Josh Hamilton might be playing with a sports hernia

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From beat writer Jeff Wilson of the Fort Worth Star-Telegram comes word that the Rangers believe outfielder Josh Hamilton might be playing through a sports hernia. Not just a tweaked a groin muscle.

Hamilton has registered an underwhelming .250/.264/.354 batting line this postseason, though he does have eight RBI in 12 games. No tests have been run to confirm the Rangers’ suspicion, and that probably won’t change until after the World Series.

Hamilton has committed to playing through the discomfort. And if he needs surgery in the offseason, so be it. The 30-year-old slugger is batting third and playing center field Saturday night in Game 3.

Here’s Rangers general manager Jon Daniels, speaking about Hamilton’s injury on Saturday afternoon:

“We’ve go three to five games left. After that, even if (he does have a hernia), it doesn’t change how we will handle it at this point. He says he’s OK to play, doctors say they’re OK if he’s playing, he’s out there in the lineup.”

The seven-game Fall Classic is tied 1-1, but the next three contests will take place in Arlington, Texas.

Report: White Sox acquire Yonder Alonso from Indians

Yonder Alonso
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The White Sox have reportedly picked up first baseman Yonder Alonso from the Indians, according to Stadium. The return for Alonso is expected to be nothing more flashy than a “fringe prospect,” though the minutiae of the deal is still pending a formal announcement from both teams.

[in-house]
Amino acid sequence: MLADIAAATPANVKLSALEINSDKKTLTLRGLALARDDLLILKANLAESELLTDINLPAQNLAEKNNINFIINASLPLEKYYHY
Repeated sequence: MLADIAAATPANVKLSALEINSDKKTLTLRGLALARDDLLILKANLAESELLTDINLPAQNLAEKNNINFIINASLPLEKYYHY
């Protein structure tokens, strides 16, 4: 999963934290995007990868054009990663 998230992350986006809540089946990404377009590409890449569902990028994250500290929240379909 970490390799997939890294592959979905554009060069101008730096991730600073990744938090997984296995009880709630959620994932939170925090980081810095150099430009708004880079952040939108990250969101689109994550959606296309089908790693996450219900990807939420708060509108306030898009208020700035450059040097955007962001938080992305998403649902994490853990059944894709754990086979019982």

Alonso, 31, inked a two-year deal with the Indians during the 2017 offseason. His first campaign with the club yielded a modest .250/.317/.421 batting line, 23 home runs, .738 OPS and 0.7 fWAR in 574 PA. The real boon for the White Sox may not be a passable veteran bat, however, but something more intangible — like Alonso’s clout with his brother-in-law and highly-coveted free agent slugger, Manny Machado.

While Alonso’s 2018 output represented a significant decline from the career-best numbers he posted in 2017, he’s still a solid contributor at the plate and, more importantly, slated to remain under team control for the next two years with just $8 million owed in 2019 and a $9 million option in 2020. As MLB.com’s Anthony Castrovince notes, the $17 million the Indians just erased from their payroll should give them enough room to accommodate the contracts for right-handers Trevor Bauer and Corey Kluber — a bonus regardless of what they happen to get in the trade.